Why personal loyalty schemes don’t have to be the preserve of retail giants


To build revenue alongside a loyal army of returning customers, like the giants of UK retail, small independent retail owners should think about personal loyalty schemes and take advantage of data, writes head at ecommerce solutions platform First Data, Raj Sond.
Turning a browser? into a buyer and a loyal customer is especially challenging for small retail owners who don’t have the huge marketing budgets of some high street brands, or the ability to offer huge discounts.
However, despite the competitive personal loyalty schemes offered by some household retail brands, smaller firms can still find creative ways to generate customer loyalty.
A recent survey found that 42 per cent of small business owners trust their instinct when it comes to getting to know their customers. While this figure might not be surprising, given how time-poor most small business owners are, it shows a wasted opportunity.
Leaving one of the most important aspects of a business understanding your customers to gut feeling alone, is shaky territory, especially for ambitious small retail owners that are looking to grow.
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Find out where loyalties lie
When asked why they would leave a store without making a purchase, 69 per cent of consumers cited poor customer service as a major factor. Last year’s Customer Index Survey goes one step further, finding that 79 per cent of customers would take their business to a competitor within a week of experiencing poor customer service.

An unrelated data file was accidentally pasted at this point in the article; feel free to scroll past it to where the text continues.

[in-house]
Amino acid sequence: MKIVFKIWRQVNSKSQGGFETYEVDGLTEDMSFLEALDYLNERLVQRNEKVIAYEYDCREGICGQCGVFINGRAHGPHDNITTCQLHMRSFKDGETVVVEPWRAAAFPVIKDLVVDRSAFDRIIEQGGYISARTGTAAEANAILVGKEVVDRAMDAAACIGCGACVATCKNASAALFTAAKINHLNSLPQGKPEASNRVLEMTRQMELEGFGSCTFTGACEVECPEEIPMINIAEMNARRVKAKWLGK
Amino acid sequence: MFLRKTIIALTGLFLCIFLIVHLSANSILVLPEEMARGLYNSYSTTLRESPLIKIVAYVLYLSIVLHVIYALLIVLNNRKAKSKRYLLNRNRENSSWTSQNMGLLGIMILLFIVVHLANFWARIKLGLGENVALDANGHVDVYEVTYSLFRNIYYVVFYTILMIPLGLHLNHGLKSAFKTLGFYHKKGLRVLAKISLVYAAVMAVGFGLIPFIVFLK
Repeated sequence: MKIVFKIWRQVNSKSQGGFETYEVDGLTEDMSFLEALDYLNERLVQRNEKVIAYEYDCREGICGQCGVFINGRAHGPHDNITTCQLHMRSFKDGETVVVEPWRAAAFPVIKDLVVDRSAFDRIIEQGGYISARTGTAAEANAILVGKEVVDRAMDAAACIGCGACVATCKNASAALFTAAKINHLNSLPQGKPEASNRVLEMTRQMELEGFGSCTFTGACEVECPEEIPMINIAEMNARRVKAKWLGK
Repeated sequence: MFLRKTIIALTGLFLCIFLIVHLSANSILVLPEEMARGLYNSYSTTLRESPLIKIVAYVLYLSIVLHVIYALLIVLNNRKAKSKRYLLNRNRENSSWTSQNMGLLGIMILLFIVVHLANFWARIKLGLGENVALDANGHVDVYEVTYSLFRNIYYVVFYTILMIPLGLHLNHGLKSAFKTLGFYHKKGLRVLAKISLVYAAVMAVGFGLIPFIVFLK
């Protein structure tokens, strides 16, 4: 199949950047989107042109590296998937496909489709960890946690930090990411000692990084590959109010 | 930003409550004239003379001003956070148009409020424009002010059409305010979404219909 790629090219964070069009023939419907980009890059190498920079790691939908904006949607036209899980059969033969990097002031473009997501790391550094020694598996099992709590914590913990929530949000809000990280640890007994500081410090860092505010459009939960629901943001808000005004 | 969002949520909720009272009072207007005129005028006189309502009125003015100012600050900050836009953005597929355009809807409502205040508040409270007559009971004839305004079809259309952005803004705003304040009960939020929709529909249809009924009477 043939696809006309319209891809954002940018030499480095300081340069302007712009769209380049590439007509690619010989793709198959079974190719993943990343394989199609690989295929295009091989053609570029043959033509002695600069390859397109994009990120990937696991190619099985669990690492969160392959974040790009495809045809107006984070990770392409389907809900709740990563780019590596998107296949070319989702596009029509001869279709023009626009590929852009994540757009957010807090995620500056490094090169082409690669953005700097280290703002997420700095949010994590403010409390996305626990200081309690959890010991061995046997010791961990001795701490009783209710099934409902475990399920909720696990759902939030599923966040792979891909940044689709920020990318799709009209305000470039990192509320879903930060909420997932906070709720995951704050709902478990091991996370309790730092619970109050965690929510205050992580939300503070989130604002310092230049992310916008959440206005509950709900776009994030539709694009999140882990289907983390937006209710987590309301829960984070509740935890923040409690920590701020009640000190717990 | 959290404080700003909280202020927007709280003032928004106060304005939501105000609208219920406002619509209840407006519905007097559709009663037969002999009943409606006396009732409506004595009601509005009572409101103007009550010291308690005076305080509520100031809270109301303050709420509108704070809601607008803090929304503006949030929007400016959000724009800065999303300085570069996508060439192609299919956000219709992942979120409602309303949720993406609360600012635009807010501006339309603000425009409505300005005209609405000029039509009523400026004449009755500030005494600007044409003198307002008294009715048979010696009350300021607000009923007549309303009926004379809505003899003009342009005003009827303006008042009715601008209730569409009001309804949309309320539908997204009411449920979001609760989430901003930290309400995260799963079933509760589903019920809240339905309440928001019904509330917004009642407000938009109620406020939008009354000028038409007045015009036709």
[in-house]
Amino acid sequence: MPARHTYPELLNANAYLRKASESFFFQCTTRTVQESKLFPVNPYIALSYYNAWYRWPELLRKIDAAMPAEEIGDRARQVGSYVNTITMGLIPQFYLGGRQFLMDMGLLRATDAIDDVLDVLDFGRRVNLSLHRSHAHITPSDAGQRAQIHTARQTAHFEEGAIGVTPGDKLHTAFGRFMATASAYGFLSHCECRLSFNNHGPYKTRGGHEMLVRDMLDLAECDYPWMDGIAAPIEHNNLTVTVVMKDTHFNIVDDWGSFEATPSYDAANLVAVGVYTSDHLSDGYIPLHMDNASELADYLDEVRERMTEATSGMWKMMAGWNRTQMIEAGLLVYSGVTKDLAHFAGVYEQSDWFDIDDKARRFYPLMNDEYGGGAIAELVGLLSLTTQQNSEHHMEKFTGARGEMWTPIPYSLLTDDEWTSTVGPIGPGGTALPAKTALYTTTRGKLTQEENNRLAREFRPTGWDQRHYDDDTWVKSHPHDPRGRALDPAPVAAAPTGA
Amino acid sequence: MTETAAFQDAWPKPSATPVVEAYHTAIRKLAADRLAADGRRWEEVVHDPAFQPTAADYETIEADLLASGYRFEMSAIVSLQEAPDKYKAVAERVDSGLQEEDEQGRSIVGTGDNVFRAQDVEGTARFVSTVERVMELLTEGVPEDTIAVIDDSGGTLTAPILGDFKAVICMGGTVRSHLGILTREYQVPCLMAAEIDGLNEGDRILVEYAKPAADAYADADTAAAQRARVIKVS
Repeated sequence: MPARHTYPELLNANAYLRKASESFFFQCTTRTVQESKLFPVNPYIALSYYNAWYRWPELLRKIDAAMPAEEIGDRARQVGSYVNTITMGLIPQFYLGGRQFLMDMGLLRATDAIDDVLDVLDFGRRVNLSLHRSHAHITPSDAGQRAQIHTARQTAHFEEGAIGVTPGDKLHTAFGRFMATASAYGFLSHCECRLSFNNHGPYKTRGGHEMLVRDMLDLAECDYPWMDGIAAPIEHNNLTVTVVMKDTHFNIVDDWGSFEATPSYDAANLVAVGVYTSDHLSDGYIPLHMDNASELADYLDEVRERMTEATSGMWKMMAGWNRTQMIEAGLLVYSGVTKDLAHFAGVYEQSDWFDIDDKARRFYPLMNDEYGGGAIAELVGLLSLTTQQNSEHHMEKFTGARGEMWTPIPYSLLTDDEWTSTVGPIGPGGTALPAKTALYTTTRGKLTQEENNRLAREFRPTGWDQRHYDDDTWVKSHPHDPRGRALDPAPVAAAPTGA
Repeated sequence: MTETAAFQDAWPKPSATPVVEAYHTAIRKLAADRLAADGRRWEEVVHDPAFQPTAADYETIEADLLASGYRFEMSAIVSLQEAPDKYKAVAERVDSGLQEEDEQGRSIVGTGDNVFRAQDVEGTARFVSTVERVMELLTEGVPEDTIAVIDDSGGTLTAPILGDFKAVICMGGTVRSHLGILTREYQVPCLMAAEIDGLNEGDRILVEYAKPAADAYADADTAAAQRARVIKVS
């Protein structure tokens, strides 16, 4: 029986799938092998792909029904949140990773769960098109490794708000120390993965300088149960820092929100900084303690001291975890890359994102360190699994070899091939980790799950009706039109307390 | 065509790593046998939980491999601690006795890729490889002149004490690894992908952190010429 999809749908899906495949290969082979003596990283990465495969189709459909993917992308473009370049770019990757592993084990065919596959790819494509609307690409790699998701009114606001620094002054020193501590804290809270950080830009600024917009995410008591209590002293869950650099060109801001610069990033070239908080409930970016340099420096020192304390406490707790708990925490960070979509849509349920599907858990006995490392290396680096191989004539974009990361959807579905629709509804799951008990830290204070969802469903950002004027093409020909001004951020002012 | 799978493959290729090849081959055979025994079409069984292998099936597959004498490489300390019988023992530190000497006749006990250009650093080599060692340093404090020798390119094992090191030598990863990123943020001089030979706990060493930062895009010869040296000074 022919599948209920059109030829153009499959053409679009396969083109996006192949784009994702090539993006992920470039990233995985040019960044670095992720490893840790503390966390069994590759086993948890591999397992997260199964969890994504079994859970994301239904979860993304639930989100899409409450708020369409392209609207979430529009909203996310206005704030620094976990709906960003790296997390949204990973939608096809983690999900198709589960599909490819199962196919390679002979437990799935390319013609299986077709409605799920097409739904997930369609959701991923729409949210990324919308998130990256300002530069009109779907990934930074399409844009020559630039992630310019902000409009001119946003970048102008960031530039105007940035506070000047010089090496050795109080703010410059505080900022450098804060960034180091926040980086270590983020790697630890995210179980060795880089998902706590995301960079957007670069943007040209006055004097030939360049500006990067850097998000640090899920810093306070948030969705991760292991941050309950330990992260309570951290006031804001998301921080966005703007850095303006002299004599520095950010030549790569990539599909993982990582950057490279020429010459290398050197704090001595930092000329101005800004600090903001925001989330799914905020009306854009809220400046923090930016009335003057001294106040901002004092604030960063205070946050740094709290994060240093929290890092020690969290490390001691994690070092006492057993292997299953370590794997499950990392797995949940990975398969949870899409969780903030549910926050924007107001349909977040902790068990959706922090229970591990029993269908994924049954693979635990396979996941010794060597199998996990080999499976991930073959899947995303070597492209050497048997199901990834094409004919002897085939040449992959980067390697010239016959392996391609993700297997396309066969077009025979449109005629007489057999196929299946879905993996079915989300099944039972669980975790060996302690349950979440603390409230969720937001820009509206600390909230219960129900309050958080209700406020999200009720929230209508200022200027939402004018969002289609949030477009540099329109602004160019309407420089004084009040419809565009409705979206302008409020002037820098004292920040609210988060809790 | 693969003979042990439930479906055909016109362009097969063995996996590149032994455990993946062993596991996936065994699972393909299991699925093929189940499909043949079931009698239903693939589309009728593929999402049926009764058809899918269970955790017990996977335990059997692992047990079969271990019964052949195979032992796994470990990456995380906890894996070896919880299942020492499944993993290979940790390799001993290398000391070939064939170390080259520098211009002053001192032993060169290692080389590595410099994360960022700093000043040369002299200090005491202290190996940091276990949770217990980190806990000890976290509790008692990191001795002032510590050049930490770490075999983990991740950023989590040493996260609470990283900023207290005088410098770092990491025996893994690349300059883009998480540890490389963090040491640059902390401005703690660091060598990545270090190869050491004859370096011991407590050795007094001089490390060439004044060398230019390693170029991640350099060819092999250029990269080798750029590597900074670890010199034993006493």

Retail is ruthless, and customers have an extraordinary range of choice, both online and offline, so managers cannot afford to be complacent.
In a fast-paced, multi-platform world, customer experience doesnt start or end when a shopper walks onto the shop floor. Customers want to feel special, and that their custom is uniquely valued, rather than feeling part of a mass targeted group.
By diving into and drawing insights from data, independent business owners can build an accurate picture of their customer base and connect with customers in a much more personalised way. Don’t base your business decisions on guess-work when facts are at your fingertips.
Small businesses are constantly collecting data
The days of manually keeping a paper log of daily business transactions are long gone. Technology collects and stores this information for you previous purchases, online orders and payment transaction data will all be recorded. Access to this information, and the ability to analyse it will allow business owners to be both proactive and reactive around customer needs.
For example, an independent high street caf? could apply personal loyalty schemes and promotions to hot and cold drinks as and when temperatures rise and fall dramatically, responding to the nature of customers? needs on the spot. Likewise, offering quirky campaigns and personal loyalty schemes for significant calendar events are often well received, such as free cups of tea with all sales of cake on the Queen’s birthday.
A quick analysis of which products do well at which times of the year can help you craft fun and engaging personal loyalty schemes to market the business and increase sales.